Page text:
Spanish Prime Minister admitted defeat ahead of no-confidence vote

Vastavam web: Spanish Prime Minister Mariano Rajoy admitted defeat today ahead of a no-confidence vote which was certain to topple him, paving the way for a takeover by opposition leader Pedro Sanchez, his arch rival.”It’s been an honour — there is none bigger — to have been Spain’s prime minister,” he told parliament after congratulating Sanchez, with lawmakers from his conservative Popular Party (PP) giving him a standing ovation.

Barring any last-minute U-turn, an absolute majority of lawmakers, among them Catalan separatists and Basque nationalists, will vote through a no-confidence motion filed last week by the Socialists following a corruption scandal involving the PP.In order to push through the no-confidence motion, the Socialists, who hold just 84 of the parliament’s 350 seats, have had to cosy up to parties they have previously clashed with, like Catalan separatists and the anti-establishment Podemos.As such, even if he has pledged to govern long enough to restore “institutional stability,” Sanchez’s new government will likely be highly unstable.

Aitor Esteban of the Basque PNV nationalist party, whose support proved decisive for the motion’s success, said yesterday such a minority government would be “weak and difficult, complicated.” “This is going to be a constant bing, bang, boom.” Rajoy is set to become the first Spanish premier to lose a no-confidence vote since the country transitioned to democracy after the death of dictator Francisco Franco in 1975.He put Spain back onto the path of growth after a devastating economic crisis although unemployment remains sky-high, jobs precarious and many complain inequalities have risen.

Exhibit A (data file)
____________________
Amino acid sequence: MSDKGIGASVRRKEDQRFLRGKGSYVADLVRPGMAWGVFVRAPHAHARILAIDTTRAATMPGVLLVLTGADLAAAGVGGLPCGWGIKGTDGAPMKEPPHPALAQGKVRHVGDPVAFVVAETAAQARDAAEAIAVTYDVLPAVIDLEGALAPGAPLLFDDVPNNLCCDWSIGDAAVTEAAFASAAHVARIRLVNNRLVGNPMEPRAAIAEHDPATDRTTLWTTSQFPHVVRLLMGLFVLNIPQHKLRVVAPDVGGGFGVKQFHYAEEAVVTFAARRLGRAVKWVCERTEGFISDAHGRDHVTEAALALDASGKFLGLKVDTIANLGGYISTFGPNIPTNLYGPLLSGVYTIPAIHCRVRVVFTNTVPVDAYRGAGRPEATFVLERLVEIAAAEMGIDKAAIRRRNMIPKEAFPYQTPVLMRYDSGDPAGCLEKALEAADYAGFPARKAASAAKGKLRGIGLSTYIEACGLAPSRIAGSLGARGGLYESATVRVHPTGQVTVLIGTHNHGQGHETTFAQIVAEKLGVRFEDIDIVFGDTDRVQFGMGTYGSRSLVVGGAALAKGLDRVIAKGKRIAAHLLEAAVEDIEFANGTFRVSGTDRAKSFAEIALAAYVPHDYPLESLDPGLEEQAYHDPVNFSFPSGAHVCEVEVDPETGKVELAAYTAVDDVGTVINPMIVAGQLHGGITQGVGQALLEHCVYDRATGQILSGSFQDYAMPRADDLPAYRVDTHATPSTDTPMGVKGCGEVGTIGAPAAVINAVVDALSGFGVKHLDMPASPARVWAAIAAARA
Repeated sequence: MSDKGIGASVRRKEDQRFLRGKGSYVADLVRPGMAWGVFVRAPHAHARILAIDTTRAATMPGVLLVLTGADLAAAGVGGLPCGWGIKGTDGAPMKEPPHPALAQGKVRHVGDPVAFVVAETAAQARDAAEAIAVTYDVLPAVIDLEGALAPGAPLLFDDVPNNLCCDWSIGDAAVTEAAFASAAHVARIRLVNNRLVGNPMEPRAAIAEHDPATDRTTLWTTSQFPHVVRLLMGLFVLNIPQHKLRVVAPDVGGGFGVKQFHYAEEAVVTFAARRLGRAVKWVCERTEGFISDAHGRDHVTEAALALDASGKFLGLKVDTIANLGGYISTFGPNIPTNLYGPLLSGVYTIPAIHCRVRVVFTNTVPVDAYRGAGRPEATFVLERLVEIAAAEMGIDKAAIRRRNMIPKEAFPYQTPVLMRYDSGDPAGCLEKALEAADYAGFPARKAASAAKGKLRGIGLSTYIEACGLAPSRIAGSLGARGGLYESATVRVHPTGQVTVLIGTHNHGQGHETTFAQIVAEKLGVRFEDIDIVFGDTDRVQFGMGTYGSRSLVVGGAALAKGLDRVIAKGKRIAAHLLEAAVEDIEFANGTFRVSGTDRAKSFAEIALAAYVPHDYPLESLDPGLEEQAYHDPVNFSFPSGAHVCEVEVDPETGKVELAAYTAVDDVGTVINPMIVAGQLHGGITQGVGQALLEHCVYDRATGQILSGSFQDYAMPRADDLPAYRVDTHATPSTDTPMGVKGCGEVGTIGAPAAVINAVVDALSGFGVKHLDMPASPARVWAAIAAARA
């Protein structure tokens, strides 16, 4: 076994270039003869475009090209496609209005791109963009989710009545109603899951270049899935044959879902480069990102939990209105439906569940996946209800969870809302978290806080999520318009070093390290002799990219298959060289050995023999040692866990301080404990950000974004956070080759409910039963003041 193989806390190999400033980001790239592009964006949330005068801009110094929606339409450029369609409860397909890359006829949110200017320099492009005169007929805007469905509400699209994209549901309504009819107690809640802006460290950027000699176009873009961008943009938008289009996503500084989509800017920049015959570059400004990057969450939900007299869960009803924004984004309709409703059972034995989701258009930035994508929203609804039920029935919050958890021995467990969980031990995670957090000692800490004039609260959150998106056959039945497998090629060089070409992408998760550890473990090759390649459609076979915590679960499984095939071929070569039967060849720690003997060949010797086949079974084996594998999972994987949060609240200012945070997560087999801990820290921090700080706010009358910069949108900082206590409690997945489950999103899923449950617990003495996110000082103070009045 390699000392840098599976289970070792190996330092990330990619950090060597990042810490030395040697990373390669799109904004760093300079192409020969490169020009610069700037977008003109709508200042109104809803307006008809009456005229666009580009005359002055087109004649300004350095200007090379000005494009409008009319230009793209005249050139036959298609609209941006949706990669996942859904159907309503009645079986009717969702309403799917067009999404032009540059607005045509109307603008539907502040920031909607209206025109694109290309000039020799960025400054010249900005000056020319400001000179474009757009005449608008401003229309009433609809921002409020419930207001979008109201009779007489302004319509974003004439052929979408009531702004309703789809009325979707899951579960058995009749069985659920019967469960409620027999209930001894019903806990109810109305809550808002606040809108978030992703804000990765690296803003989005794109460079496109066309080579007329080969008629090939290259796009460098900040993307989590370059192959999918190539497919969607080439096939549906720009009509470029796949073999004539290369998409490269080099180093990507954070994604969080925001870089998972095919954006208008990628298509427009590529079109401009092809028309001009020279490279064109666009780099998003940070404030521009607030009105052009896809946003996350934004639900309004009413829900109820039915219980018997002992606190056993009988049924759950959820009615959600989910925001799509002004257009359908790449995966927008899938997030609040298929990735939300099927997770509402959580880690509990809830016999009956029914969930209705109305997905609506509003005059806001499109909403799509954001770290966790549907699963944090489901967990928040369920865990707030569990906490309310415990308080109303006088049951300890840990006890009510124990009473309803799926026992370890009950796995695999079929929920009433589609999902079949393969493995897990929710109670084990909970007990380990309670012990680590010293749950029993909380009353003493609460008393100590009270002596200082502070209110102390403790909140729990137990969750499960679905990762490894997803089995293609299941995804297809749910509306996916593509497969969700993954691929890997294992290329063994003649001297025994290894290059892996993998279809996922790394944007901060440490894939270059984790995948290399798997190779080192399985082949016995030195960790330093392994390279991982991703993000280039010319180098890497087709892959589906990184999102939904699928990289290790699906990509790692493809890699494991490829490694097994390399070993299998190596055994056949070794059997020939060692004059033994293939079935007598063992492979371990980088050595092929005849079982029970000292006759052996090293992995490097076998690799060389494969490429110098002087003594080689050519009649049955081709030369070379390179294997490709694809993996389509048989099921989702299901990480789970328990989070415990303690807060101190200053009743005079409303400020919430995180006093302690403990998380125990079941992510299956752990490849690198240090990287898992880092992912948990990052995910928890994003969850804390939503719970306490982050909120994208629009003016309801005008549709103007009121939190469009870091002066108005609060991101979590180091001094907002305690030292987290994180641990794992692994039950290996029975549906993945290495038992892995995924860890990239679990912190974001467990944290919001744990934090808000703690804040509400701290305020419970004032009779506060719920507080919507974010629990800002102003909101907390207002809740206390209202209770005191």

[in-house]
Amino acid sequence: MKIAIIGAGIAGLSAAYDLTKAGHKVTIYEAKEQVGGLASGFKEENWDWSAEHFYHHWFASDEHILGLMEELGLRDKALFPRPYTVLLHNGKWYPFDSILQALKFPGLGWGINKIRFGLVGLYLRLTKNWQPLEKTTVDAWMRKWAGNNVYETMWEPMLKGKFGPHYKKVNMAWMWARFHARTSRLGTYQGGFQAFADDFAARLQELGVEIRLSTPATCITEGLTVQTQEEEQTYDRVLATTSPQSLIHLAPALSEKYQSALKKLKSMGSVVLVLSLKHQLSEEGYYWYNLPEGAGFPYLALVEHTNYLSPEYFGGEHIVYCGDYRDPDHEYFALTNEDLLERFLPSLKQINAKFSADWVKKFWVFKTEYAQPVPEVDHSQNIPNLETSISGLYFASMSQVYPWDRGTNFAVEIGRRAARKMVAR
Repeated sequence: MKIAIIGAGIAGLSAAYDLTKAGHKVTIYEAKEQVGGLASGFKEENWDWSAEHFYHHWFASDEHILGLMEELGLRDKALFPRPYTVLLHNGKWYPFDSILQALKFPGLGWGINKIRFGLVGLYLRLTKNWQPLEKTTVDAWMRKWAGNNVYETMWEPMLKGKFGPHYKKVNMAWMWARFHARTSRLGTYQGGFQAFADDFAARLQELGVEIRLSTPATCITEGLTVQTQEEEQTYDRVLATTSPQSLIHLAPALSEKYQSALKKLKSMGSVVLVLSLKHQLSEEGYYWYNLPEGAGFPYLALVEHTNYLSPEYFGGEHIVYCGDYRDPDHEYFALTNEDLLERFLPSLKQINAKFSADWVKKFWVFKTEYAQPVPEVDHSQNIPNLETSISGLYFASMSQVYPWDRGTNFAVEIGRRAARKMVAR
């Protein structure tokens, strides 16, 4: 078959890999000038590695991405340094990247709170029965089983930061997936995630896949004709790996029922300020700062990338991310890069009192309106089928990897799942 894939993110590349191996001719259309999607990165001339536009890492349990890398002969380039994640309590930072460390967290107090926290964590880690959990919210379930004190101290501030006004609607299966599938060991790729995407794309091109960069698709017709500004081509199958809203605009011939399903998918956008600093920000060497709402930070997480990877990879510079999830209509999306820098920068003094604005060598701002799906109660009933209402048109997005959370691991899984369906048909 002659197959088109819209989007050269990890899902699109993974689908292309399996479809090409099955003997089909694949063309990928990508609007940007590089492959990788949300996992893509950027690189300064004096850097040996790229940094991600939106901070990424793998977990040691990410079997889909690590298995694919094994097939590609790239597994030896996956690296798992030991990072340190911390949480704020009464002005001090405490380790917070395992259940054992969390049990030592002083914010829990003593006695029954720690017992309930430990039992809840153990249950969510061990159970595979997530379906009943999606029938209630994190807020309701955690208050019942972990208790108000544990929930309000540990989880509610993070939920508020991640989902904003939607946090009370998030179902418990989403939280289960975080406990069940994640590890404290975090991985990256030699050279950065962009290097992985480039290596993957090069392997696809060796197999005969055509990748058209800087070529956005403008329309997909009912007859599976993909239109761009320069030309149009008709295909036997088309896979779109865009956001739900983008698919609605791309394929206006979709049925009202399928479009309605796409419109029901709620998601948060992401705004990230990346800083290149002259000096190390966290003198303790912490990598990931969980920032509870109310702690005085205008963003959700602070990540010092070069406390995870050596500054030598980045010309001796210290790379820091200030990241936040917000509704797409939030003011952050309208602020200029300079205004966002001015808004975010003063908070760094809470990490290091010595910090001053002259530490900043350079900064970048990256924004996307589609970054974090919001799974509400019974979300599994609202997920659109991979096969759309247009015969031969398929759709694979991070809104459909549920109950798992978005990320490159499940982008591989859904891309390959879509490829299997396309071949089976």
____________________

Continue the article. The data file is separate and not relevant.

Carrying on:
But his term in office was also marred by a series of corruption scandals involving former PP members.And it was another graft scandal that prompted the Socialists to table the no-confidence motion after a court said it had uncovered a vast system of bribes given to former PP officials in exchange for lucrative public contracts between 1999 and 2005.Rajoy became Spain’s first sitting prime minister to give evidence in a trial when he was called as a witness last year.

In its ruling, the court said the credibility of Rajoy’s testimony “should be questioned”.During yesterday’s debate, Rajoy said the corruption case “does not concern members of the government” and repeated the party’s argument that only a tiny number of its politicians have been tainted by corruption.”The PP has had corrupt people, I acknowledge it but the PP is not a corrupt party,” he said, hitting back at the Socialists, who have also been tainted by scandal over the years.